Ativan (Lorazepam) For Cancer Related Nausea and Vomiting

How is Ativan Used for People With Cancer and What Should You Know?

Lorazepam
Why may Ativan (lorazepam) be used for people with cancer and what does it treat?. Pillbox

Your oncologist may have prescribed the medication Ativan (lorazepam) for you. What symptoms may this be used for, how should it be used, what are the possible side effects, and what alternatives exist?

What is Ativan (Lorazepam)?

Ativan is a prescription medication with many uses, including the nausea and vomiting often seen with cancer. It's generic name is lorazepam and it belongs to the category of medications known as benzodiazepines.

Other benzodiazepines sometimes used for nausea related to cancer include Versed (midazolam) and Xanax (alprazolam).

What is Ativan (Lorazepam) Used For?

With cancer, Ativan is most often prescribed for the nausea and vomiting associated with chemotherapy. It may serve more than one purpose for people with cancer as it can help with other symptoms such as anxiety and insomnia as well. Symptoms related to cancer which Ativan may be used for include:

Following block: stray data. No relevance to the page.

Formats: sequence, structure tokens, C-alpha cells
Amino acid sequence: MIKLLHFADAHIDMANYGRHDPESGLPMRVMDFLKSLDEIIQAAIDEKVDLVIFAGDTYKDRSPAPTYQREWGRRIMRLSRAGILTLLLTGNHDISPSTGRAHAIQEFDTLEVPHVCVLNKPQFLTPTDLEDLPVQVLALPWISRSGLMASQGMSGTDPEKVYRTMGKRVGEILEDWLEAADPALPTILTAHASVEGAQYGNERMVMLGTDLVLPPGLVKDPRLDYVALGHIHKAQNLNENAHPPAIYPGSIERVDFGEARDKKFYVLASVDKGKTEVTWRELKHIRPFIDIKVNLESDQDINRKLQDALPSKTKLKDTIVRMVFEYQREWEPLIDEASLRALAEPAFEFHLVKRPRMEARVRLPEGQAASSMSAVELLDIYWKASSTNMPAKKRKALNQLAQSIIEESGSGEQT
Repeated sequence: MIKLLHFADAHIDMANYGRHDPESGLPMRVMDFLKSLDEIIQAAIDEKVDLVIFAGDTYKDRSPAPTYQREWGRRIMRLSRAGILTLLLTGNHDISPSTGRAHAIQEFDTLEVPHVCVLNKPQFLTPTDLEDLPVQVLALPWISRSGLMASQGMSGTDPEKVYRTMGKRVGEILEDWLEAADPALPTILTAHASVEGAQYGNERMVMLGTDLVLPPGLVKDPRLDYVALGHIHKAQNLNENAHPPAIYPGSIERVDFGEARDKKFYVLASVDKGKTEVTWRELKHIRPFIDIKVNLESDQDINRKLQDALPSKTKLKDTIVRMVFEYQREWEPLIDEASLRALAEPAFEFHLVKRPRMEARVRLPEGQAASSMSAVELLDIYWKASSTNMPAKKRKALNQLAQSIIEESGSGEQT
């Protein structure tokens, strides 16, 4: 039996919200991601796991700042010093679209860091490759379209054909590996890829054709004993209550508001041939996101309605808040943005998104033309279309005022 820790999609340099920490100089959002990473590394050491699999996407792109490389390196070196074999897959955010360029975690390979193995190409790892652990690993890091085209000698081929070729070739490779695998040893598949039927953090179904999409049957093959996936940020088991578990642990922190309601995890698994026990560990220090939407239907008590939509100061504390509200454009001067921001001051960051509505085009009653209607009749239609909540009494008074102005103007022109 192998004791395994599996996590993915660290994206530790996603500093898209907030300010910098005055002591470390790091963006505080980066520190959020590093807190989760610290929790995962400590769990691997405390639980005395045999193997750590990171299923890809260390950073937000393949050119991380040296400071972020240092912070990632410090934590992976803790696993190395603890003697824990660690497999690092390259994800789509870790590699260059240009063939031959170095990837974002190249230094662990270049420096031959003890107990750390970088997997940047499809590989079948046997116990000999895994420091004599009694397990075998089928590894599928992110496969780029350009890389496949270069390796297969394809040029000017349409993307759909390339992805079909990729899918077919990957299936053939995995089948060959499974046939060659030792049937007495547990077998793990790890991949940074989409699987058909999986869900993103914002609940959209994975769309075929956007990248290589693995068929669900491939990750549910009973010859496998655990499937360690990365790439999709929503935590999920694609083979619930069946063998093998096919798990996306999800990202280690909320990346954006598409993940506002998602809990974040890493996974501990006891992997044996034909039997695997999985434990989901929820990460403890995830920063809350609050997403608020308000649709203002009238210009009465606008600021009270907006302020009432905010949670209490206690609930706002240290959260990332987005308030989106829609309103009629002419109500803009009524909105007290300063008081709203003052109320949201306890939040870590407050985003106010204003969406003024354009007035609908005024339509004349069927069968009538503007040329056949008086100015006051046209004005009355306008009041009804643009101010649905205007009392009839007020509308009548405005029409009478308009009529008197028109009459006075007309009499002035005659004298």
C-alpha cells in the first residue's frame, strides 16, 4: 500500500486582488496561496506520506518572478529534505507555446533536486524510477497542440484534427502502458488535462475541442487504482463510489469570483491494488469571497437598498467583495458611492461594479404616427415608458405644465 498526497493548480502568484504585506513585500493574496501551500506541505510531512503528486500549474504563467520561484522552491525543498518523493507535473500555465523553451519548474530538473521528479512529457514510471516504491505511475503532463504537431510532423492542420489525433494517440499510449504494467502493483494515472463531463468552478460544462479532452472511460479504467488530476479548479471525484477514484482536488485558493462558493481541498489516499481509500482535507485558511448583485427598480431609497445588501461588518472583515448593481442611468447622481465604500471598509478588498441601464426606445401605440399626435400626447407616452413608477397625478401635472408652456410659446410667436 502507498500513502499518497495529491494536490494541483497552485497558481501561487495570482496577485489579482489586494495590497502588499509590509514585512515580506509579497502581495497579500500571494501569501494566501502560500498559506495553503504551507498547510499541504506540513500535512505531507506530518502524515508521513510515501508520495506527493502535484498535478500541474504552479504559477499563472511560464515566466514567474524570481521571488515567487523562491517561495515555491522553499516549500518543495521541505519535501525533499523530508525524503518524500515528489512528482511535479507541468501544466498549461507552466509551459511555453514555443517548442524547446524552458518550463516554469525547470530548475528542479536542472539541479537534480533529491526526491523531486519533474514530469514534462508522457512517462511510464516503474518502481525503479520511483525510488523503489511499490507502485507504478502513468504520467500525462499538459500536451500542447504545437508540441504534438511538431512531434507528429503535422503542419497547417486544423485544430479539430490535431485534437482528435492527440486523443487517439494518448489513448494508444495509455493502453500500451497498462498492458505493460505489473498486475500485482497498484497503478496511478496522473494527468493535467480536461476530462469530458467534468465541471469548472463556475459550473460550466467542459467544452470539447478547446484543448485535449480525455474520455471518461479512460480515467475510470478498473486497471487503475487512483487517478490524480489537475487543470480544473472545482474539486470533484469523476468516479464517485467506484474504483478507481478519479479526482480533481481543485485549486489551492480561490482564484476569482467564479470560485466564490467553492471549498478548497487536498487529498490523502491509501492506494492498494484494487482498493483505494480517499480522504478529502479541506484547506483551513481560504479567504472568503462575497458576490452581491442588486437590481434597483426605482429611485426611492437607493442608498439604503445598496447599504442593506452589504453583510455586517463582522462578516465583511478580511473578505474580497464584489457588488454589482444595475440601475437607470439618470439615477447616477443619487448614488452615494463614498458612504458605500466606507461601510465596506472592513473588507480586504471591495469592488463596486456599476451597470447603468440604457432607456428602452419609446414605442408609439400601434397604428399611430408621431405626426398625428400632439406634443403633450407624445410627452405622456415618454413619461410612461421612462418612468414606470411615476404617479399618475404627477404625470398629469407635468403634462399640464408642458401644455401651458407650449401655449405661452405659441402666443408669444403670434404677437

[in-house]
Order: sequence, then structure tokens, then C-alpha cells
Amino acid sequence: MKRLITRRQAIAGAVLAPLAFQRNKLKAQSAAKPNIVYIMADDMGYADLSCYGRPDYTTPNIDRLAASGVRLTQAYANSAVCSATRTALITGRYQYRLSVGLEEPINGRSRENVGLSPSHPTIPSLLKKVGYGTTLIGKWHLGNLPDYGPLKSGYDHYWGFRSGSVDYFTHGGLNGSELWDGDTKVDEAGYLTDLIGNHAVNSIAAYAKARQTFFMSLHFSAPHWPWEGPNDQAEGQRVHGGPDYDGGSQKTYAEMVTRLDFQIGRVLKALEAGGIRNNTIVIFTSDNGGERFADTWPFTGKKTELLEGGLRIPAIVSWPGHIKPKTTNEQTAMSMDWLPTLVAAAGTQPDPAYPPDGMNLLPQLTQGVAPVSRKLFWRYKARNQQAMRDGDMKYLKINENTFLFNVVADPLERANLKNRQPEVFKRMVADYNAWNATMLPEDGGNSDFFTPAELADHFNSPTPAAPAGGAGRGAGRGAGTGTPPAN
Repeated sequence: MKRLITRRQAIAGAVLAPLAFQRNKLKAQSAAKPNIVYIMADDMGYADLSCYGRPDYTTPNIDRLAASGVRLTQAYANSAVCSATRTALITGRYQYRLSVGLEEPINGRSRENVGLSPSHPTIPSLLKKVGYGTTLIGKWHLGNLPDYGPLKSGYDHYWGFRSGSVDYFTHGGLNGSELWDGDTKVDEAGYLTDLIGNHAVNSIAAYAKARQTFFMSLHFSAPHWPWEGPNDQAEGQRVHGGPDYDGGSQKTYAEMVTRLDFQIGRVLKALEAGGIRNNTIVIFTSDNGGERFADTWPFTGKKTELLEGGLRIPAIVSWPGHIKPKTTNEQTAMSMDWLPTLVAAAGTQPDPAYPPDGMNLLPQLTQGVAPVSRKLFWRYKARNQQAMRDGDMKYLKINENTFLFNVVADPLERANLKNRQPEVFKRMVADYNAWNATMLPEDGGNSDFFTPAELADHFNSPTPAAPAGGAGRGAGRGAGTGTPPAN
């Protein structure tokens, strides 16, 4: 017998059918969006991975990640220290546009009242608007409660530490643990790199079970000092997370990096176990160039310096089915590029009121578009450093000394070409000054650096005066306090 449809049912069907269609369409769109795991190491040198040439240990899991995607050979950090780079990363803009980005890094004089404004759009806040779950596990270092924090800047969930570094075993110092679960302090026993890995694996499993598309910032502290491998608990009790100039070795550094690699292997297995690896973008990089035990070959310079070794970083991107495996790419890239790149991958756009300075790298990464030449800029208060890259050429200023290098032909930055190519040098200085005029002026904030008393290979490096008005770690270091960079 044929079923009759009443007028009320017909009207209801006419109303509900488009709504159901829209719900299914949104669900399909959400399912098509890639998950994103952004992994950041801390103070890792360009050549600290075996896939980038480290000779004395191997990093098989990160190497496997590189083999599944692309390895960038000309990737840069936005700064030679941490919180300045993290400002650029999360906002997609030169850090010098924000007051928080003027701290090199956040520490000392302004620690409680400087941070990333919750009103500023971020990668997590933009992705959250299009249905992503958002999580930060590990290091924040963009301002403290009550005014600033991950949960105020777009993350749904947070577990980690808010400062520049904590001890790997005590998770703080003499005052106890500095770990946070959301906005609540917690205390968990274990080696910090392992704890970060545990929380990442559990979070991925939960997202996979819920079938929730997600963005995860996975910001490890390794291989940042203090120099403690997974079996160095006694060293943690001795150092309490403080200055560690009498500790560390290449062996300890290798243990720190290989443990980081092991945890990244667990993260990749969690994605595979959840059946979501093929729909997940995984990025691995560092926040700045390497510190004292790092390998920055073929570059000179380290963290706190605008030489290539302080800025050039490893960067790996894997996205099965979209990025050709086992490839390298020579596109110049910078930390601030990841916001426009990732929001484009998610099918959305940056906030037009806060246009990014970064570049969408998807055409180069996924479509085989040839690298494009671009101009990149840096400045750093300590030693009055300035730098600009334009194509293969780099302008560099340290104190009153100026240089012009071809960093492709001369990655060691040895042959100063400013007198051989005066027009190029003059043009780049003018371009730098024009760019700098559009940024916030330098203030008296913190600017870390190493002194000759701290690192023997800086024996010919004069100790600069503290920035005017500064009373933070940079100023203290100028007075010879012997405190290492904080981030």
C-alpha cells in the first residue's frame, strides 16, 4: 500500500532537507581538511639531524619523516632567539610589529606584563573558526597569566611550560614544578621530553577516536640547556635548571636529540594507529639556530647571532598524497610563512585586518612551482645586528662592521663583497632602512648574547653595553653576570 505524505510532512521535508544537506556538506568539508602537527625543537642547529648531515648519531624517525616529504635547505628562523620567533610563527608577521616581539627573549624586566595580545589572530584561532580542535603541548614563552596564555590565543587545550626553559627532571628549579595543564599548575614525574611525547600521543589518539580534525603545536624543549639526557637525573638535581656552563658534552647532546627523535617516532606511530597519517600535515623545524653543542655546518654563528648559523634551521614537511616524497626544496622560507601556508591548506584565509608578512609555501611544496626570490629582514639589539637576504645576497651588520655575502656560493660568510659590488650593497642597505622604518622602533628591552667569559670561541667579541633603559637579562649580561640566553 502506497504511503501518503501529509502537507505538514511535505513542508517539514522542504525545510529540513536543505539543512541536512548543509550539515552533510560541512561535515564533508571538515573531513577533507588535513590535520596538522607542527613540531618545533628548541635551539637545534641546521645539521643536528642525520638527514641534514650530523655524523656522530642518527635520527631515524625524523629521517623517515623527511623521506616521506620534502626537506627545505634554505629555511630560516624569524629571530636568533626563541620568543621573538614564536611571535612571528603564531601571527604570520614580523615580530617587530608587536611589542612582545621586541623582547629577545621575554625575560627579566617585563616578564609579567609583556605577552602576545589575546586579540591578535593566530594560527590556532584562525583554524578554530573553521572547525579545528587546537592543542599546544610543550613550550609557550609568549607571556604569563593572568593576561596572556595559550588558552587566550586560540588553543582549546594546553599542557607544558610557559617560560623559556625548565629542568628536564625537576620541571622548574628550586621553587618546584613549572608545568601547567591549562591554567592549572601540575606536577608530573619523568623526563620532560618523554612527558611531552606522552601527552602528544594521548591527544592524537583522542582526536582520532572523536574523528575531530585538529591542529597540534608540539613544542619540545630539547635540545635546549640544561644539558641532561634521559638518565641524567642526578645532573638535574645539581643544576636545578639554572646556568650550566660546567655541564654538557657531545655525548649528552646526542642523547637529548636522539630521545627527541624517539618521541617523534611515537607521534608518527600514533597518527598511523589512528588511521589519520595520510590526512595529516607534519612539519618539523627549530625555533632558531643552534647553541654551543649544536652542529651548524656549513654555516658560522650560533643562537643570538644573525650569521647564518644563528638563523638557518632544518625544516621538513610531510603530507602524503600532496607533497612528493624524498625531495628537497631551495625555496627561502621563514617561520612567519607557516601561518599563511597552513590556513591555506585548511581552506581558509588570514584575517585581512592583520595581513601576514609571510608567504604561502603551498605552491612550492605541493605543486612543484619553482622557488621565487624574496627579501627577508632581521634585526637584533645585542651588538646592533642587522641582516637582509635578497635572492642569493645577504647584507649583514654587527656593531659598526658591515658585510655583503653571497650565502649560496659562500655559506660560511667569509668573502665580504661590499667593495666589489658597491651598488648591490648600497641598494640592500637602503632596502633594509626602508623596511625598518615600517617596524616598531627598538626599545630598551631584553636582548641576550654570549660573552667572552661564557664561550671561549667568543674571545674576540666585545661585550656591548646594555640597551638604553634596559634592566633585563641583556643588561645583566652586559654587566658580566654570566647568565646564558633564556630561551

• Anxiety
  • Nausea and vomiting
  • Insomnia (cancer related insomnia is very common and can be dangerous)
  • Seizures and prevention of seizures (seizures are most common in those who have brain metastases due to cancer or a primary brain cancer)
  • Muscle relaxation (people can get tight muscles due to decreased activity, and some cancers actually secrete substances (paraneoplastic syndromes) which can cause muscle spasms)
  • Alcohol withdrawal (people with chronic alcohol abuse may often develop withdrawal symptoms including seizures when they decrease their alcohol intake due to surgery or chemotherapy)

    Chemotherapy Associated Nausea and Vomiting.

    As noted earlier, Ativan is most commonly used in people with cancer to prevent and treat the nausea and vomiting associated with chemotherapy drugs.

    While nausea as a side effect of chemotherapy is well-known, many people are less aware of the tremendous changes that have taken place  in the management of this side effect of chemotherapy.

    The treatment methods for nausea and vomiting due to chemotherapy have improved markedly in recent years, and many people now have little or no nausea and vomiting, even with the chemotherapy drugs most likely to cause nausea.

    It's important to note that there are several different categories of anti-nausea drugs used for people with cancer. Often times more than one of these medications is used, and there are almost always options if one of these drugs—for example, Ativan—is not effective in controlling your symptoms. Different drugs work for different people, and it's hard to predict which medications will work best for an individual person. Keep this in mind if your symptoms aren't adequately controlled and talk to your doctor.